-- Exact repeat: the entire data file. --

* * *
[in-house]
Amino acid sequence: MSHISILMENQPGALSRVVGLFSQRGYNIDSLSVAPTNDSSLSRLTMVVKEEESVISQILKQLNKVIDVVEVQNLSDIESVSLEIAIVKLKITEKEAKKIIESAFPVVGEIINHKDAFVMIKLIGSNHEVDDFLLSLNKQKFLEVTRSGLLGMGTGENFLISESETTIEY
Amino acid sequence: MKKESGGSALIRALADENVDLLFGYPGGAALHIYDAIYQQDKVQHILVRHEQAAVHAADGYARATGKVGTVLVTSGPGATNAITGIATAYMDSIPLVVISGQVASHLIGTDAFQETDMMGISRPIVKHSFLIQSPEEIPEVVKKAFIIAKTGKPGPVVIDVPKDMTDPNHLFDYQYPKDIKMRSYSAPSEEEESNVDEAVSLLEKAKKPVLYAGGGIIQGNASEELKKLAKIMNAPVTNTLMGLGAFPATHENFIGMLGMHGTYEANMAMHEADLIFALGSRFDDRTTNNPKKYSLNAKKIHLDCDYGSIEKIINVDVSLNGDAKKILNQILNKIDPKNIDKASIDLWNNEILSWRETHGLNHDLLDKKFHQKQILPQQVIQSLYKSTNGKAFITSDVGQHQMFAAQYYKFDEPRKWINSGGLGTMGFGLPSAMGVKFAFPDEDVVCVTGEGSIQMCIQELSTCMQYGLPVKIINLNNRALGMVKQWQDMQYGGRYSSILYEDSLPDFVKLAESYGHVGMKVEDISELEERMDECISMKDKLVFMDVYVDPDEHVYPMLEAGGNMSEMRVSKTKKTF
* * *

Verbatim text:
[in-house]
Amino acid sequence: MSHISILMENQPGALSRVVGLFSQRGYNIDSLSVAPTNDSSLSRLTMVVKEEESVISQILKQLNKVIDVVEVQNLSDIESVSLEIAIVKLKITEKEAKKIIESAFPVVGEIINHKDAFVMIKLIGSNHEVDDFLLSLNKQKFLEVTRSGLLGMGTGENFLISESETTIEY
Amino acid sequence: MKKESGGSALIRALADENVDLLFGYPGGAALHIYDAIYQQDKVQHILVRHEQAAVHAADGYARATGKVGTVLVTSGPGATNAITGIATAYMDSIPLVVISGQVASHLIGTDAFQETDMMGISRPIVKHSFLIQSPEEIPEVVKKAFIIAKTGKPGPVVIDVPKDMTDPNHLFDYQYPKDIKMRSYSAPSEEEESNVDEAVSLLEKAKKPVLYAGGGIIQGNASEELKKLAKIMNAPVTNTLMGLGAFPATHENFIGMLGMHGTYEANMAMHEADLIFALGSRFDDRTTNNPKKYSLNAKKIHLDCDYGSIEKIINVDVSLNGDAKKILNQILNKIDPKNIDKASIDLWNNEILSWRETHGLNHDLLDKKFHQKQILPQQVIQSLYKSTNGKAFITSDVGQHQMFAAQYYKFDEPRKWINSGGLGTMGFGLPSAMGVKFAFPDEDVVCVTGEGSIQMCIQELSTCMQYGLPVKIINLNNRALGMVKQWQDMQYGGRYSSILYEDSLPDFVKLAESYGHVGMKVEDISELEERMDECISMKDKLVFMDVYVDPDEHVYPMLEAGGNMSEMRVSKTKKTF